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I need help figuring out why the fisr order ODE : $x'(t)=x^2(t)$ with the initial condition $x(0)=x_{0}\neq 0$ doesn't have a solution defined for all t.

Does anyone have an idea ?

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Hm? It has a solution, namely $x(t) = x_0/(1-tx_0)$. – martini Apr 24 '12 at 14:16
@martini - sorry, I will correct the question in a second – Belgi Apr 24 '12 at 14:17
As the solution is $x(t) = x_0/(1-tx_0)$ and solutions are (locally) unique. – martini Apr 24 '12 at 14:19
@martini - I am at the stage of my ODE course that we don't know this yet. The proof should have other considirations to it according to the notes am reading. – Belgi Apr 24 '12 at 14:20
up vote 2 down vote accepted




$\int\frac{dx}{x^2}=\int dt$



if $x(0)=x_0$ then

$x(0)=\frac{-1}{0+c}=\frac{-1}{c}=x_0$ ($x_0\neq 0$)



Let's find the values that $x(t)$ is not defined:



if $t=\frac{1}{x_0}$ then $x(t)$ is not defined. $x(t)$ is defined for all other values except $t=\frac{1}{x_0}$ ($x_0\neq 0$).

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What is the meaning of multiplying in $dt$ ? what justification can you give for this ? – Belgi Apr 24 '12 at 15:39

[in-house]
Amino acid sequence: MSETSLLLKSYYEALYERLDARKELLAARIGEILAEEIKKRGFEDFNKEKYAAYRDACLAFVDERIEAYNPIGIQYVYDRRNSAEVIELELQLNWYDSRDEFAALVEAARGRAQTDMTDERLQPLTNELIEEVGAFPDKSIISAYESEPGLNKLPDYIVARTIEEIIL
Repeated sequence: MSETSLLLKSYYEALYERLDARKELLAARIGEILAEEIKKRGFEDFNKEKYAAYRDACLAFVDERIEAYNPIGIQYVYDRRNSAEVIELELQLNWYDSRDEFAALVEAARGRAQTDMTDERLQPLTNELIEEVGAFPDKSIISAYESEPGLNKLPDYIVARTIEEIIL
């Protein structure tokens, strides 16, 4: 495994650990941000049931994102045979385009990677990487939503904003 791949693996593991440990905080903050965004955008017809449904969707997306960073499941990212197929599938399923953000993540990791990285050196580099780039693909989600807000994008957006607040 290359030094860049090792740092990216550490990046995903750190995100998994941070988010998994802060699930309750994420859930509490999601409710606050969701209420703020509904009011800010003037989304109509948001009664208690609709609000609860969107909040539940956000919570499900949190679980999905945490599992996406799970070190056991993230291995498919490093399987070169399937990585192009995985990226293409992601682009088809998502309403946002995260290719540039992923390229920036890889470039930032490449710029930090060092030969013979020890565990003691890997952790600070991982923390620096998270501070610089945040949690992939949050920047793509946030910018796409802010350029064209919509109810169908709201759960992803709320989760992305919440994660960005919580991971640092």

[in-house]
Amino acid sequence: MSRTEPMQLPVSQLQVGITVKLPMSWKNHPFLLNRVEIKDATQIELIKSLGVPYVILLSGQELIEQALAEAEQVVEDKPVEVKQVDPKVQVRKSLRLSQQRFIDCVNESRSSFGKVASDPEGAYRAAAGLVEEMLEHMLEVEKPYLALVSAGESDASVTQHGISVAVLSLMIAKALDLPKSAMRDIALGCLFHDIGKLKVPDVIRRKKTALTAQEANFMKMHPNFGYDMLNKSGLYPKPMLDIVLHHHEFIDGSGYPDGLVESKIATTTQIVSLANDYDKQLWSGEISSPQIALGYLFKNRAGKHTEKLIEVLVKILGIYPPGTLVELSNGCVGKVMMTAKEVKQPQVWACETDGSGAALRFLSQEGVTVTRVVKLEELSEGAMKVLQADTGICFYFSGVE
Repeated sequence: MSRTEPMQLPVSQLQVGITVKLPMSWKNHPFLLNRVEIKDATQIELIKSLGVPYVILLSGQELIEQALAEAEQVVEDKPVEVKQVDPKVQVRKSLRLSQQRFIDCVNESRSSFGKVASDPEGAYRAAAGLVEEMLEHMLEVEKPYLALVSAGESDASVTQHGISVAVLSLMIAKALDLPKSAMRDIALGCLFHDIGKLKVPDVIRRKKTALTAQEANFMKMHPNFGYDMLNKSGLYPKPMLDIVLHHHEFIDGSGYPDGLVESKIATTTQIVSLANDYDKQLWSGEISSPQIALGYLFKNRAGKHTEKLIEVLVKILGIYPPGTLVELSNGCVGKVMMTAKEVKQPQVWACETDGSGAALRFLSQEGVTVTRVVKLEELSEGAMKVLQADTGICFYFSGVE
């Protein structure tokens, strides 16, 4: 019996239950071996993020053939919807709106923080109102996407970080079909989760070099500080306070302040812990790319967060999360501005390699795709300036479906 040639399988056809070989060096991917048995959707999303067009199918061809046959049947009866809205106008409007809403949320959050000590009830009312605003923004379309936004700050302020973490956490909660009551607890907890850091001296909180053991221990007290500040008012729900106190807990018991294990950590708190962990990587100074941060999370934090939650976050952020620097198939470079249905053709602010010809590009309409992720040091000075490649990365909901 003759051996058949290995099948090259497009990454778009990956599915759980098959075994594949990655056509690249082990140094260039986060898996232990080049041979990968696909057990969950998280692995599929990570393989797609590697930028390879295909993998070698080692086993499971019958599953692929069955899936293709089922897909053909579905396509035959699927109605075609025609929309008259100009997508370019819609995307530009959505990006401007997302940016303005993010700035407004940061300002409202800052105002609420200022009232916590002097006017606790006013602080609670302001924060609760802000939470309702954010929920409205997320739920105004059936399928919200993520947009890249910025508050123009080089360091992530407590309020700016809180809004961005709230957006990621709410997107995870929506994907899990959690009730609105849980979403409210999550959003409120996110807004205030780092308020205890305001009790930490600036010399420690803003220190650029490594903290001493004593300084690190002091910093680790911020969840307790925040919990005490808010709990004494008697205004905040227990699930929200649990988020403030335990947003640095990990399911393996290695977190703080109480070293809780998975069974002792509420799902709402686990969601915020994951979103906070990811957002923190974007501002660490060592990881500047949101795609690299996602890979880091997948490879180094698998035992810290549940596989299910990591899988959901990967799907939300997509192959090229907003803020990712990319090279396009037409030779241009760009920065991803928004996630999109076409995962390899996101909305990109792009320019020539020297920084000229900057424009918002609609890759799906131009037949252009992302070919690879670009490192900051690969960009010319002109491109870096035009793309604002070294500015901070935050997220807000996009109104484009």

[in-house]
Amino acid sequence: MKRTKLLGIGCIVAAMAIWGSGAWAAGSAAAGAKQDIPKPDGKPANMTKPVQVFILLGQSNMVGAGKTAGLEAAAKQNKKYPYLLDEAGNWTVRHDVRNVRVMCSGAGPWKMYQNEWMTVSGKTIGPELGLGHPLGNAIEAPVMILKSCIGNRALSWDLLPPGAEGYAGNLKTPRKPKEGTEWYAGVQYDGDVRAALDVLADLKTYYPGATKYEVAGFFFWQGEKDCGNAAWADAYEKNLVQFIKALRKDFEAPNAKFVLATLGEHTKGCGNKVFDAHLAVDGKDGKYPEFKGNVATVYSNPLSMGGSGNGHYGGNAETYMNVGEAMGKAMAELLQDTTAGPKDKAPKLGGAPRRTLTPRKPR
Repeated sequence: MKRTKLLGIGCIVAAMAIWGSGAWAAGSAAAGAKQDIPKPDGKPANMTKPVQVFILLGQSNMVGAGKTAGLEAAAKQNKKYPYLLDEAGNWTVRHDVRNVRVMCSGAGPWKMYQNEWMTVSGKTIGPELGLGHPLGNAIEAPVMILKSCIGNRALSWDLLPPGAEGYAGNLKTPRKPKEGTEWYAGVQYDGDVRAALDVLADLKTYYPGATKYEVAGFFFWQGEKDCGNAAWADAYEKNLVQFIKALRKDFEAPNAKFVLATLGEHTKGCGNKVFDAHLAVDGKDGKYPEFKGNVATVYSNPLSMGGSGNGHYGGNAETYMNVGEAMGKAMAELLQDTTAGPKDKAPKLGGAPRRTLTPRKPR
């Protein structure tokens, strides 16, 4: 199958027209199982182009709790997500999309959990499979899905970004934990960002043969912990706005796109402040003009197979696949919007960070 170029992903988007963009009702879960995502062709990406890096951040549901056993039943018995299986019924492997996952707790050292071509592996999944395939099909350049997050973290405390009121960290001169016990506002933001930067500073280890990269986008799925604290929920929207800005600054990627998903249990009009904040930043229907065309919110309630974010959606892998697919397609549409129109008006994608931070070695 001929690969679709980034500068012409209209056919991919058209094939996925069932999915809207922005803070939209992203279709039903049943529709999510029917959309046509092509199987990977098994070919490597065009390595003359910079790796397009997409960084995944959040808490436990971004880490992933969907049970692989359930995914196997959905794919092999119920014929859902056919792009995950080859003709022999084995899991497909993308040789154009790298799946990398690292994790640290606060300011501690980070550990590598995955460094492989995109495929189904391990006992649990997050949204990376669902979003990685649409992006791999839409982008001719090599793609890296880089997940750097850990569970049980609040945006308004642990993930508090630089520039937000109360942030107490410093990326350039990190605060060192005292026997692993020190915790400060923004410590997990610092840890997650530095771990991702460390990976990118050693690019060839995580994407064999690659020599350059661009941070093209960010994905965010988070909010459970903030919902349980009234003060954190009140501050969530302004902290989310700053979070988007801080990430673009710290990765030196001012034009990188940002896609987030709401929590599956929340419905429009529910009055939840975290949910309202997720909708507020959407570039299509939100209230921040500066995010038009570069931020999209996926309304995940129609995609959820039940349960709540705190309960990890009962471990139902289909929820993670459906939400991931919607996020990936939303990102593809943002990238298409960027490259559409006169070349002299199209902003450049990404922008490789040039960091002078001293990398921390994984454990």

I do not know your knowledge about differential equations . You can write $x'(t)=\frac{dx}{dt}$ to solve differential equations. You can check the link about Leibniz's – Mathlover Apr 24 '12 at 19:36

Nobody has said that any initial value problem you cook up will have a solution for all $t$ – in the same vein that you cannot expect a real solution for all equations of the form $x^2=c\in{\mathbb R}$.

On the positive side you can say the following: When the hypotheses of the existence and uniqueness theorem are satisfied throughout the domain $\Omega\subset{\mathbb R}^2$ of the given ODE $x'=f(x,t)$ then the graph of any "complete" solution will finally leave any given compact $K\subset\Omega$.

In the case at hand the graph of the solution $y(t)=x_0/(1-t x_0)$ will go off to $\infty$ when $t x_0\to 1-$.

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